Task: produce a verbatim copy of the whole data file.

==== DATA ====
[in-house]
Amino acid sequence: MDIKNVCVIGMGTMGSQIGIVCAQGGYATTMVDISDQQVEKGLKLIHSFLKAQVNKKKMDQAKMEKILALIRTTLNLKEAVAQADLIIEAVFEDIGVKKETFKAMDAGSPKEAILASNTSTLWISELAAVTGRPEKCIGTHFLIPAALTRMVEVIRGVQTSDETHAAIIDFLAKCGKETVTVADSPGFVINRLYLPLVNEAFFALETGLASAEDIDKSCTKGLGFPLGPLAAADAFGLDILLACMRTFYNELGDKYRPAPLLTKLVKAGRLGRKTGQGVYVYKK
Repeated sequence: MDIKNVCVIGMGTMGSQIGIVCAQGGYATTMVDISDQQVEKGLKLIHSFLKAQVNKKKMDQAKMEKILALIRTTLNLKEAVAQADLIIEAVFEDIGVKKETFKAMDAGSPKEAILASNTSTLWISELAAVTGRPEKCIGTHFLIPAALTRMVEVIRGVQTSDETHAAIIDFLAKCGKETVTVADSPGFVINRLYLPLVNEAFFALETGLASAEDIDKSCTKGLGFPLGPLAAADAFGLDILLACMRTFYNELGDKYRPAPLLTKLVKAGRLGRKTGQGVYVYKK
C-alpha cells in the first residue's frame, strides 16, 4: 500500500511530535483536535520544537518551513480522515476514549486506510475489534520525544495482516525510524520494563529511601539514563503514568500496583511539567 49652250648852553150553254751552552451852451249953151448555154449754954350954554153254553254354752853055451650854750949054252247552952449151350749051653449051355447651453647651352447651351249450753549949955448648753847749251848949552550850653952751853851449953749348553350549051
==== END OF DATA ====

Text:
[in-house]
Amino acid sequence: MDIKNVCVIGMGTMGSQIGIVCAQGGYATTMVDISDQQVEKGLKLIHSFLKAQVNKKKMDQAKMEKILALIRTTLNLKEAVAQADLIIEAVFEDIGVKKETFKAMDAGSPKEAILASNTSTLWISELAAVTGRPEKCIGTHFLIPAALTRMVEVIRGVQTSDETHAAIIDFLAKCGKETVTVADSPGFVINRLYLPLVNEAFFALETGLASAEDIDKSCTKGLGFPLGPLAAADAFGLDILLACMRTFYNELGDKYRPAPLLTKLVKAGRLGRKTGQGVYVYKK
Repeated sequence: MDIKNVCVIGMGTMGSQIGIVCAQGGYATTMVDISDQQVEKGLKLIHSFLKAQVNKKKMDQAKMEKILALIRTTLNLKEAVAQADLIIEAVFEDIGVKKETFKAMDAGSPKEAILASNTSTLWISELAAVTGRPEKCIGTHFLIPAALTRMVEVIRGVQTSDETHAAIIDFLAKCGKETVTVADSPGFVINRLYLPLVNEAFFALETGLASAEDIDKSCTKGLGFPLGPLAAADAFGLDILLACMRTFYNELGDKYRPAPLLTKLVKAGRLGRKTGQGVYVYKK
C-alpha cells in the first residue's frame, strides 16, 4: 500500500511530535483536535520544537518551513480522515476514549486506510475489534520525544495482516525510524520494563529511601539514563503514568500496583511539567 49652250648852553150553254751552552451852451249953151448555154449754954350954554153254553254354752853055451650854750949054252247552952449151350749051653449051355447651453647651352447651351249450753549949955448648753847749251848949552550850653952751853851449953749348553350549051